The output from uname:

root@debian:~ # uname -a
Linux 5asnb 2.6.32-5-amd64 #1 SMP Mon Jun 13 05:49:32 UTC 2011 x86_64 GNU/Linux

However the /sbin/init executable shows up as 32-bit:

root@debian:~ # file /sbin/init
/sbin/init: ELF 32-bit LSB executable, Intel 80386, version 1 (SYSV), dynamically linked (uses shared libs), for GNU/Linux 2.6.18, stripped

Other aspects of the system seem to contradict things as well:

root@debian:~ # echo $HOSTTYPE

root@debian:~ # getconf LONG_BIT

The 64bit kernel can be installed on Debian 32bit. You can see that the amd64 kernel is available for 32bit Debian on it's package page. This can be used as an alternative to using a PAE enabled kernel to support more than 4G of total RAM. Note that 32bit binaries still can not access more than roughly 3G of RAM per process.

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  • thx! your answers is as clear as a crystal ball~ :D Never noticed Debian treat kernel package like this way before. – kiiwii Jun 4 '14 at 3:22
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    That's not true: 32 bit programs can use the whole 4Gio of their virtual address space when running on a 64-bit kernel (unless they are running with the ADDR_LIMIT_3GB personality). – ysdx May 9 '16 at 8:10
  • @ysdx So limiting to 2GB is a Windows specific thing and addresses above 0x80000000 will be allowed in 32-bit userspace? – Paul Stelian Sep 3 '19 at 11:14
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    @PaulStelian, On 32 bit Windows, you are by default limited to the lowest 2GB of virtual memory for retro-compatibility (I think some programs used to reserve pointers to the highest 2GB of virtual memory for special purpose). You can set the LARGEADDRESSAWARE flag in your executable (docs.microsoft.com/fr-fr/cpp/build/reference/…) to opt-in getting access to the whole 4GB of virtual memory. – ysdx Sep 3 '19 at 16:55

All processors that support the x64 instruction set (also known as x86_64 or amd64) also support the x86 instruction set (also known as i386 or i686, which are strictly speaking specific versions of x86). The same goes for ARM A64 (the new 64-bit instruction set appearing in ARMv8) and A32 (the name for the “classic” 32-bit instruction set), for SPARC64 and SPARC, and I believe for MIPS64 and MIPS. So on all these architecture families, if a processor can run 64-bit code, it can also run 32-bit code.

The Linux kernel supports running 32-bit userland code with a 64-bit kernel (on all the architecture families mentioned above, I think). The kernel must be homogeneous (all 64-bit or all 32-bit), and each process must be homogeneous, but you can have a mixture of 32-bit and 64-bit processes on a 64-bit kernel. The converse is not possible: with a 32-bit kernel, you cannot run 64-bit processes.

This is a design choice in Linux, motivated by the desire to run existing 32-bit binaries on 64-bit installations. Other Unix variants have made different choices: Solaris can run 64-bit programs on a 32-bit kernel as well as the other way round, while OpenBSD cannot run 32-bit programs on a 64-bit kernel.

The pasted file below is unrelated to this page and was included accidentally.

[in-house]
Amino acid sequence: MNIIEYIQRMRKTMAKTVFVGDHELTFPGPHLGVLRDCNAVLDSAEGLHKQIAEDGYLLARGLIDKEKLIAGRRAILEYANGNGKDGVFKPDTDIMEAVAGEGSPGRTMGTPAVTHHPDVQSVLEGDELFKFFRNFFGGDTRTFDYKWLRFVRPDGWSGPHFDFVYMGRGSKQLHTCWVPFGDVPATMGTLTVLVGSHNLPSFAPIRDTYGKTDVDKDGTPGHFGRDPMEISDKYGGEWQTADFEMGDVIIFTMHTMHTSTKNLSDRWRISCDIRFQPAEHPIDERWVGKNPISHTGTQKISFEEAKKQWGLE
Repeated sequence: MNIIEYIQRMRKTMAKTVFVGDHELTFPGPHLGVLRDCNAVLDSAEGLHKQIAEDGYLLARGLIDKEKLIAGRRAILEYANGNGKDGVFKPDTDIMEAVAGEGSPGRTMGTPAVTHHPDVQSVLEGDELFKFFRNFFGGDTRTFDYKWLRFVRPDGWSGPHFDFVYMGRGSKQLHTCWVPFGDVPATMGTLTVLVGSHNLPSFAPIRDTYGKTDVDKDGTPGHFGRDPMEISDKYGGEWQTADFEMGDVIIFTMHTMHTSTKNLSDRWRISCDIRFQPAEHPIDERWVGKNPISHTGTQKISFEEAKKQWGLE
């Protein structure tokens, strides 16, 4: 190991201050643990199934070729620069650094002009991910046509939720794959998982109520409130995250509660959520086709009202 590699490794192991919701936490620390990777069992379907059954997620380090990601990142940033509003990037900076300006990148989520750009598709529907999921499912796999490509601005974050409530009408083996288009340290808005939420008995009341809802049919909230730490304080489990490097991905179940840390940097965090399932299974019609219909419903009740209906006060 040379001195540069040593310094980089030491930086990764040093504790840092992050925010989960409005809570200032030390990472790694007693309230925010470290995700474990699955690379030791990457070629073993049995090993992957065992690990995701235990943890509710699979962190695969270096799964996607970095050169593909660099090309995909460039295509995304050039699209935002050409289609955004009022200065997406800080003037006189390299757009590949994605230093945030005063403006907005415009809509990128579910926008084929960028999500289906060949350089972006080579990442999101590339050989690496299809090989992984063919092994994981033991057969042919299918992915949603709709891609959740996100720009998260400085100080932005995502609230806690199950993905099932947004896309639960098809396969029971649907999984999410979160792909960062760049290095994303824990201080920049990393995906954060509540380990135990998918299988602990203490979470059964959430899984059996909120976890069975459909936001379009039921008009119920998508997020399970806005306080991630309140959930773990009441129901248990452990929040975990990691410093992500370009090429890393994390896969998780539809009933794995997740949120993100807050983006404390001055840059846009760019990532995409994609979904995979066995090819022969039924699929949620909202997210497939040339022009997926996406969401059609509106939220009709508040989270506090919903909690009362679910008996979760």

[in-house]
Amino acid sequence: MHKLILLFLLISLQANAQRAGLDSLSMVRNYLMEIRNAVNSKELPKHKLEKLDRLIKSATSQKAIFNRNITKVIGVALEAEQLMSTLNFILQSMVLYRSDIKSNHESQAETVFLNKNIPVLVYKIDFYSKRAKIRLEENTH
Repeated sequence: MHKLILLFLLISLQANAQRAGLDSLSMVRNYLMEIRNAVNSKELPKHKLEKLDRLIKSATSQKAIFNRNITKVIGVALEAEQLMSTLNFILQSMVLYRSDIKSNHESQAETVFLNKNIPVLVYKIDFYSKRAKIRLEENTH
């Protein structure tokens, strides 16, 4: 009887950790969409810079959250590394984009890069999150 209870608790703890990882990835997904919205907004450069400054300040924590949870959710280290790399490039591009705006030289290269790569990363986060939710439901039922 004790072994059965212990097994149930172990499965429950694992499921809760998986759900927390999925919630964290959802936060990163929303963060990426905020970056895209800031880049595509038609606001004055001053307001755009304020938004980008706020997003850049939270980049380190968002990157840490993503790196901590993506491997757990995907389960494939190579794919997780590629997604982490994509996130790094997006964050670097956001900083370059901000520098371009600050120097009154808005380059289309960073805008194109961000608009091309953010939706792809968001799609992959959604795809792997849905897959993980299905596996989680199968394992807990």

You can get information about the CPU in /proc/cpuinfo. If your x86 CPU has the lm flag, it's a 64-bit CPU.

By default, uname -m or arch shows the architecture that the kernel was compiled for. Linux can set the “personality” of a process (with the personality) system call. You can run a subprocess in a different personality with the setarch command; setarch i686 someprogram or linux32 someprogram runs the specified program in an environment where uname -m returns i686 while setarch amd64 someprogram or linux64 someprogram runs the specified program in an environment where uname -m returns amd64.

file /sbin/init tells you what architecture the init program is compiled for. Although it's possible to mix 32-bit and 64-bit executables in an installation, usually all the core OS programs are from the same architecture, because it's a lot easier to manage.

$HOSTYPE is a bash variable and tells you what architecture the bash program was compiled for.

getconf LONG_BIT lets you know whether the default C compiler is set up to compile 32-bit or 64-bit programs. A more precise test is to compile a and run a program that prints sizeof(void*) or sizeof(size_t) — calling getconf can only give information about what getconf thinks is the default compiler.

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    Indeed, does 32 bit Solaris switch to 64 bit mode to switch to 64-bit process and then back? This must have a huge overhead, and just makes no sense, because then the kernel is effectively 64 bit. – Ruslan Jun 4 '14 at 13:20
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    @Ruslan Why would it have a huge overhead? Switching modes on a context switch doesn't cost much (if anything, I don't know x86 at a low level well enough). The kernel remains 32-bit: 32-bit virtual addresses for kernel mappings, use of 32-bit the instruction set. – Gilles 'SO- stop being evil' Jun 4 '14 at 15:16
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    The kernel must maintain some 64-bit-specific data structures to support 64 bit apps, at least 64bit-aware page tables. This makes it not really a 32 bit kernel. I've not tried to get really deep into amd64 arch, but I think switching 64 bit support off will have considerable overhead in contrast to using specially designed compatibility mode. – Ruslan Jun 4 '14 at 15:23
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    @Ruslan Only 64-bit aware page tables and really necessary, and it's a tiny cost. Everything else can be avoided with the right kernel design. I've never dug into the Solaris kernel, I presume they arranged to make it flexible enough (they had prior experience with SPARC64). – Gilles 'SO- stop being evil' Jun 4 '14 at 15:34

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